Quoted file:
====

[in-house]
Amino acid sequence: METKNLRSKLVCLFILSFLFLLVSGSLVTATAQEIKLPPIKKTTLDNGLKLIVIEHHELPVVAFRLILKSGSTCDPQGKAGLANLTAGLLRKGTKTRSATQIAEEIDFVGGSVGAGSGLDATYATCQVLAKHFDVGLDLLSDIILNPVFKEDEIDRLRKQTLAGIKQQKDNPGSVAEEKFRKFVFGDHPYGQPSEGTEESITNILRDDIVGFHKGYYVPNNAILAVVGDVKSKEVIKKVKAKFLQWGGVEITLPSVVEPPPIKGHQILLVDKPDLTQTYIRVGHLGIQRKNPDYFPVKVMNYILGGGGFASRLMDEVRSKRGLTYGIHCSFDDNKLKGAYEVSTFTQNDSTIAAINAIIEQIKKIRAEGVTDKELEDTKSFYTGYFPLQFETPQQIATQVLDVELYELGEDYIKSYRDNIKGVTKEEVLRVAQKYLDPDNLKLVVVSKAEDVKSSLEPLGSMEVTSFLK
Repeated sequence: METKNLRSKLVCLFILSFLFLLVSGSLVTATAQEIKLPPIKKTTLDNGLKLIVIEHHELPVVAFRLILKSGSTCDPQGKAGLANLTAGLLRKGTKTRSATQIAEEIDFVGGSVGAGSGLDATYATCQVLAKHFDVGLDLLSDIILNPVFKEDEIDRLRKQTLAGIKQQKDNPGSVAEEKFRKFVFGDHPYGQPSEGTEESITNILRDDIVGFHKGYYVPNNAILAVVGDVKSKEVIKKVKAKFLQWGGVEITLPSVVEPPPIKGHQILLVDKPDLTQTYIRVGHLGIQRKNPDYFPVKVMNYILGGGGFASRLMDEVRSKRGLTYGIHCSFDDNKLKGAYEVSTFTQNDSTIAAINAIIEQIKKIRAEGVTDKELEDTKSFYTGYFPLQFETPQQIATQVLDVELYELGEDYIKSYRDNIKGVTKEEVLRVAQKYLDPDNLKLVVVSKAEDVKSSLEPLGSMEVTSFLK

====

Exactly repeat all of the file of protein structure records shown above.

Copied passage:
[in-house]
Amino acid sequence: METKNLRSKLVCLFILSFLFLLVSGSLVTATAQEIKLPPIKKTTLDNGLKLIVIEHHELPVVAFRLILKSGSTCDPQGKAGLANLTAGLLRKGTKTRSATQIAEEIDFVGGSVGAGSGLDATYATCQVLAKHFDVGLDLLSDIILNPVFKEDEIDRLRKQTLAGIKQQKDNPGSVAEEKFRKFVFGDHPYGQPSEGTEESITNILRDDIVGFHKGYYVPNNAILAVVGDVKSKEVIKKVKAKFLQWGGVEITLPSVVEPPPIKGHQILLVDKPDLTQTYIRVGHLGIQRKNPDYFPVKVMNYILGGGGFASRLMDEVRSKRGLTYGIHCSFDDNKLKGAYEVSTFTQNDSTIAAINAIIEQIKKIRAEGVTDKELEDTKSFYTGYFPLQFETPQQIATQVLDVELYELGEDYIKSYRDNIKGVTKEEVLRVAQKYLDPDNLKLVVVSKAEDVKSSLEPLGSMEVTSFLK
Repeated sequence: METKNLRSKLVCLFILSFLFLLVSGSLVTATAQEIKLPPIKKTTLDNGLKLIVIEHHELPVVAFRLILKSGSTCDPQGKAGLANLTAGLLRKGTKTRSATQIAEEIDFVGGSVGAGSGLDATYATCQVLAKHFDVGLDLLSDIILNPVFKEDEIDRLRKQTLAGIKQQKDNPGSVAEEKFRKFVFGDHPYGQPSEGTEESITNILRDDIVGFHKGYYVPNNAILAVVGDVKSKEVIKKVKAKFLQWGGVEITLPSVVEPPPIKGHQILLVDKPDLTQTYIRVGHLGIQRKNPDYFPVKVMNYILGGGGFASRLMDEVRSKRGLTYGIHCSFDDNKLKGAYEVSTFTQNDSTIAAINAIIEQIKKIRAEGVTDKELEDTKSFYTGYFPLQFETPQQIATQVLDVELYELGEDYIKSYRDNIKGVTKEEVLRVAQKYLDPDNLKLVVVSKAEDVKSSLEPLGSMEVTSFLK